Unfortunately, NBER only provides a simple indicator as to whether a given month is in a recession or not. We were left to fill in the blanks around what constitutes a slowdown, a contraction, a recovery, and an expansionary period. Here we settled on two definitions:

Definition #1Definition #2For definition #2, in the case where two recessions were 12 or fewer months apart (as was the case in the 1980s), the intermediate period was split equivalently into recovery and slowdown.

Implementing Factor RotationAfter establishing the rotation rules and using our crystal ball to identify the different periods of the business cycle, our next step was to build the factor rotation portfolios.

We first sourced monthly long/short equity factor returns for size, value, momentum, and quality from AQR’s data library. To construct a low-volatility factor, we used portfolios sorted on variance from the Kenneth French library and subtracted bottom-quintile returns from top-quintile returns.

As the goal of our study is to identify the benefit of factor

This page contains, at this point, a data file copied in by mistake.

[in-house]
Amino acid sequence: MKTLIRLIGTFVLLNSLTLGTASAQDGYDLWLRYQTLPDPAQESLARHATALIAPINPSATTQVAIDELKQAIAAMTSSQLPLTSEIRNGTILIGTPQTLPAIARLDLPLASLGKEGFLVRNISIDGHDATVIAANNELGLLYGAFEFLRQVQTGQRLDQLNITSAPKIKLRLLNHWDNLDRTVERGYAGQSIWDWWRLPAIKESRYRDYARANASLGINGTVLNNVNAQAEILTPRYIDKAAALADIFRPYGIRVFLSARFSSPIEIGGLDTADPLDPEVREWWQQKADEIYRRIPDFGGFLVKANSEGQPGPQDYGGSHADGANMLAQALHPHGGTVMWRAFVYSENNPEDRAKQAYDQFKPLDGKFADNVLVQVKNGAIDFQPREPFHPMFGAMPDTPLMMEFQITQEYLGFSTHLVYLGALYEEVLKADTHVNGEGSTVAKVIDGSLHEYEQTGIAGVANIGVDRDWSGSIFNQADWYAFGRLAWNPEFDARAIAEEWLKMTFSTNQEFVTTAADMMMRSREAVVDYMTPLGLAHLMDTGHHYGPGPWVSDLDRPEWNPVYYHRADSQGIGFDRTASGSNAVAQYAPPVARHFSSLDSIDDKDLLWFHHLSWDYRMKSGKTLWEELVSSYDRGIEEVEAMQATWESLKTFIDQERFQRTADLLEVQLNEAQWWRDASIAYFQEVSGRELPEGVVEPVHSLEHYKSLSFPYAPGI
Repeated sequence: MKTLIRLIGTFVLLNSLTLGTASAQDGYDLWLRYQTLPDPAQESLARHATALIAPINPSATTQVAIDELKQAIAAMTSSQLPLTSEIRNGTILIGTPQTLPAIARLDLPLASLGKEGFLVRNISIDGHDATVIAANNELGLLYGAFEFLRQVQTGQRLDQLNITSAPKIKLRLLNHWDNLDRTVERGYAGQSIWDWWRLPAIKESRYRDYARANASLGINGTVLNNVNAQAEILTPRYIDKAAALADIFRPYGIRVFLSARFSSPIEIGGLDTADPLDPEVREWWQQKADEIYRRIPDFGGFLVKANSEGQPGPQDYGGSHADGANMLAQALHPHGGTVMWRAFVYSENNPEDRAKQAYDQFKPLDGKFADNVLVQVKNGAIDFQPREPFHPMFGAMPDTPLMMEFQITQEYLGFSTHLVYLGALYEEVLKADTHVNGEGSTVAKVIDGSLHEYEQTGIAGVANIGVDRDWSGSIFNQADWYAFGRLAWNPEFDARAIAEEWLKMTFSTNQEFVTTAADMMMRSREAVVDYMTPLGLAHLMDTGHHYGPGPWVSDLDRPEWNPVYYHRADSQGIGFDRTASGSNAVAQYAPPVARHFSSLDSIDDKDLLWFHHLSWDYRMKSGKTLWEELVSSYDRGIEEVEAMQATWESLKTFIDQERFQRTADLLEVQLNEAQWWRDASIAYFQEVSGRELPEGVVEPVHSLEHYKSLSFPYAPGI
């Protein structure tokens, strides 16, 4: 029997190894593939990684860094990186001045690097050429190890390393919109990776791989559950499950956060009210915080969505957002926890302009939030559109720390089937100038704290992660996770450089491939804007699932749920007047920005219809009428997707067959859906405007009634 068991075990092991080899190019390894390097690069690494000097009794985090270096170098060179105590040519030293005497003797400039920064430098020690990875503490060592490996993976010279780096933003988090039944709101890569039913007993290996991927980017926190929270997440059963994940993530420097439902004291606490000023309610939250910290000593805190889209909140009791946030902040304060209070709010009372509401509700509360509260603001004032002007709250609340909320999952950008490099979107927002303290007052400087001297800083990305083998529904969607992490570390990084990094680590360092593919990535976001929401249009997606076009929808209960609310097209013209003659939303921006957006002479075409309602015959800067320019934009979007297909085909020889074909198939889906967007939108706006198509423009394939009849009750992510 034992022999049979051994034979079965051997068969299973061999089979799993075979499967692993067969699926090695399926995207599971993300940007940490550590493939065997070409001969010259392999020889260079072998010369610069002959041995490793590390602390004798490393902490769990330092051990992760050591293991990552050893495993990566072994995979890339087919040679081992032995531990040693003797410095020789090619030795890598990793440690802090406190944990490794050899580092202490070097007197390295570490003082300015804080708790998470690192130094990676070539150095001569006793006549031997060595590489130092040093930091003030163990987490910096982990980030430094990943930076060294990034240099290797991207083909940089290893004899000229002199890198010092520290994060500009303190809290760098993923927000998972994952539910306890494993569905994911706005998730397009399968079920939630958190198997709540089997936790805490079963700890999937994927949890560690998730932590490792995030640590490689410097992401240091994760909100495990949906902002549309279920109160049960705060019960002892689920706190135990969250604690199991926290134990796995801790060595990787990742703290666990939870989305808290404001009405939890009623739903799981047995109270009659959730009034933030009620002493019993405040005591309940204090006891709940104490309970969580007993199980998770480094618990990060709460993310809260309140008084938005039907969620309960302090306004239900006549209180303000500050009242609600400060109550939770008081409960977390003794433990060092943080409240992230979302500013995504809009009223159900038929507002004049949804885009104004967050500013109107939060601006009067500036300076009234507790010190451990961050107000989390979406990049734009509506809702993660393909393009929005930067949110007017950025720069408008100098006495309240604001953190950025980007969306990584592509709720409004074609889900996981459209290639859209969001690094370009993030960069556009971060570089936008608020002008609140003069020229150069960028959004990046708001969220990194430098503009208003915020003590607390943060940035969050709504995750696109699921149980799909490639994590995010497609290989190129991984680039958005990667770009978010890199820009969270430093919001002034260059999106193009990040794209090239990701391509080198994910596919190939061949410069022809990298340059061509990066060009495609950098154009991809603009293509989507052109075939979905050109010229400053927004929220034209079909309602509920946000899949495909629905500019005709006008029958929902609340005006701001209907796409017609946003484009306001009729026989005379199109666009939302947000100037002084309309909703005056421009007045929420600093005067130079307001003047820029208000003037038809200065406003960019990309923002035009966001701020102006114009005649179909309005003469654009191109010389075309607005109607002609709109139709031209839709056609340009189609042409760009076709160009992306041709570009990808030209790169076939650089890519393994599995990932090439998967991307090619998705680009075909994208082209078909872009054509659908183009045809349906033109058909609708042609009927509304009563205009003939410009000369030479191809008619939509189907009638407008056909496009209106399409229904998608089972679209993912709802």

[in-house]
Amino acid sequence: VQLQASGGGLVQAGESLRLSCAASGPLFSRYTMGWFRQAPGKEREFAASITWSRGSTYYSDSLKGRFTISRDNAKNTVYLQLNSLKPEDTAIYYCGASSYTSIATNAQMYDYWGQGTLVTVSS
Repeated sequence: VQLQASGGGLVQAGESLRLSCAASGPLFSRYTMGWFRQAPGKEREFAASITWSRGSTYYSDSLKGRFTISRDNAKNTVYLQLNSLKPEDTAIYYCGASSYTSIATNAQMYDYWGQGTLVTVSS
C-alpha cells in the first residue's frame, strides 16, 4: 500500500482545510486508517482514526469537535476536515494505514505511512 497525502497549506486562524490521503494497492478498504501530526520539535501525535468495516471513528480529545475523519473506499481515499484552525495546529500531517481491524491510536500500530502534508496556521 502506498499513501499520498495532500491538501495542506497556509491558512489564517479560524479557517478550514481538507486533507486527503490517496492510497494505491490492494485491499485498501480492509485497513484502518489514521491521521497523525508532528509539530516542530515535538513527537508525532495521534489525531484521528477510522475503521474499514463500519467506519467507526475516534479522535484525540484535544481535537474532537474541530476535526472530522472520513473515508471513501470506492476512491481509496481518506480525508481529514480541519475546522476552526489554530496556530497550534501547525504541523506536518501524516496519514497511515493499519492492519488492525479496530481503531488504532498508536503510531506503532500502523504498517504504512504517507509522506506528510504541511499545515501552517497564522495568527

timing, we de-meaned the monthly returns by the average of all factor returns in that month to identify relative performance.We constructed four portfolios using the two factor rotation definitions and the two economic cycle definitions. Generically, at the end of each month, we would use the next month’s economic cycle label to identify which factors to hold in our portfolio. Identified factors were held in equal weight.

Below we plot the four equity curves. Remember that these series are generated using de-meaned return data, so reflect the out-performance against an equal-weight factor benchmark.

Source: NBER, AQR, and Kenneth French Data Library. Calculations by Newfound Research. Returns are backtested and hypothetical. Returns assume the reinvestment of all distributions. Returns are gross of all fees. None of the strategies shown reflect any portfolio managed by Newfound Research and were constructed solely for demonstration purposes within this commentary. You cannot invest in an index.It would appear that even with a crystal ball, conventional wisdom about style rotation and business cycles may not hold. And even where it might, we can see multi-decade periods where it adds little-to-no value.